ScarfYou can use any of the methods in this article on a scarf, though blocking may get tricky depending on the length of the scarf.
The main thing to remember with a long, rectangular object like a scarf is that you want it to keep straight, parallel edges and not stretch out crookedly!
The good news is that you can usually do this by spreading out the damp scarf on a clean blanket so that one edge of the scarf lines up with the straight edge of the blanket. This will keep you on the straight and narrow as you stretch!
If you washed a wool blanket by accident, you will have a real struggle on your hands as you try to stretch it back out! The size of most blankets makes them a bit more difficult to manipulate. Plus, wet wool weighs a ton, so hefting around a damp blanket is no piece of cake, either!
All that aside, you can unshrink a wool blanket. Your best bet is to either throw it back into the washing machine with some Woolite and then hang it on a clothesline to let the weight of the water stretch it back out, or soak it in a bathtub with a good amount of hair conditioner.
The bathtub method will leave you with a very wet and very heavy blanket to deal with, though, so brace yourself for some heavy lifting!
What is the Best Way to Unshrink Merino Wool?
You can unshrink merino wool using all the same methods you would apply to regular wool. Soaking in a hair conditioner solution works especially well, so long as you apply very gentle stretching afterward!
What’s so different about merino wool? Well, this wool still comes from sheep. It just comes from a special breed of sheep that produces super fine fleece!
This makes merino wool one of the softest materials in the whole world. While not the warmest wool, it often serves as delicate base layers for athletic wear or fancy cardigans for formal wear. It also costs quite a lot, so you want to know how best to care for it!
How to Wash Wool Without Shrinking It
You can wash wool without shrinking it by following the manufacturer’s instructions on the clothing label or by using cold water and a delicate cycle in your washing machine. You can also wash wool by hand to make sure it gets gentle handling that will not cause its fibers to curl up and retract.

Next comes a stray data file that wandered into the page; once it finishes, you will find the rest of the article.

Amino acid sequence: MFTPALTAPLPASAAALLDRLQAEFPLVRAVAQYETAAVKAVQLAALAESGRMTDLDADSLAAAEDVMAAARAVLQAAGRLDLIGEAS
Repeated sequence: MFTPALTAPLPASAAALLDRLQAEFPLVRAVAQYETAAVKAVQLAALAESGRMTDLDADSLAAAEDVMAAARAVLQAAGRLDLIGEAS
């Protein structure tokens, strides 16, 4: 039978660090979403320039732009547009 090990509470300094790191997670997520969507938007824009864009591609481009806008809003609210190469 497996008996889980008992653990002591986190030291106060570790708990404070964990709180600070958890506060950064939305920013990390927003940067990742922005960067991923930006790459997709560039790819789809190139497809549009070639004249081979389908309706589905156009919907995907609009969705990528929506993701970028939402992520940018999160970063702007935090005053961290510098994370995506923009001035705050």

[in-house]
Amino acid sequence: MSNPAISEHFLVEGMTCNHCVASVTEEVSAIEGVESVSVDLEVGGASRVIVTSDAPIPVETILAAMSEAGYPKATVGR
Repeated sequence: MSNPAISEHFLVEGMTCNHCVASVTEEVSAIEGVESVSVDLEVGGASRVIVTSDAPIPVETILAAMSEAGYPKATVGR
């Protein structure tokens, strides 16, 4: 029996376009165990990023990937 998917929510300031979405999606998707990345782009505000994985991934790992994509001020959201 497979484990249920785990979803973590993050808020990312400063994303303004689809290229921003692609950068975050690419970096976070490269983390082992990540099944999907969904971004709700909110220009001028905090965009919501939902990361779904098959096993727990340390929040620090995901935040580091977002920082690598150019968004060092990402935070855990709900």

That said, your best bet for prolonging the life of your wool garment is to read the care instructions on the tag inside the clothing. You can usually find this at the back of the neck or in a side seam near the hem.
You should never use regular laundry detergent on wool garments. These soaps destroy enzymes, which allows the detergent to lift stains out of cotton or synthetic clothes. Unfortunately, the enzymes also eat away at the protein fibers in wool!
You also do not want to wash wool in warm water. In general, you don’t want to expose wool to long soaks in water at all, but you don’t want to get it hot! This will cause those fibers to cling to each other and compact together, shrinking the clothing.
It probably goes without saying, but you should never put wool into your dryer! The heat will cause all those protein-based, curly fibers to twist up into their original curlicues again, and you will find yourself with a garment many sizes too small.
Instead, air dry anything made of wool. If you have a sweater drying rack, you can carefully smooth a wool garment so that it lies flat on top of the mesh rack. If you do not, spread out a clean bath towel and arrange the wool clothing neatly on top of that.
You may need to flip the garment over after a day so that it can dry on both sides. Generally, you do not want to hang up a sweater or pants to dry because the weight of the water could cause the wool to stretch out!
What Is Unshrinkable Wool?
Unshrinkable wool features a synthetic polymer glaze over its surface that prevents the scales on the wool fibers from sticking out and catching on each other. This fairly new textile development comes with both pros and cons.
Most commercial wool garments do come pretreated with chemicals that help prevent felting. However, not every consumer likes the idea of a synthetic layer on top of all-natural wool fibers. Some people don’t like the idea of wearing plastic next to their skin.
Of course, you may also find that you don’t notice the coating much at all. It may save you a lot of hassle and allow you to easily wash your wool clothing without any fuss and bother! The choice is up to you.
Next time you discover that your favorite wool socks went in the dryer with a load of laundry, you won’t have to panic! You will know all the best ways to unshrink those socks using simple products like baby shampoo, hair conditioner, or Woolite. If you want to get fancy about it, you can even try out the professional blocking system to give your shrunken wool clothes the exactly right shape!
Soaking wool to relax its fibers makes it easy to stretch it back into the correct size. You can employ these methods on everything from wool socks to wool blankets!
Have you ever tried to unshrink wool? How did it go? Leave a comment below to let us know!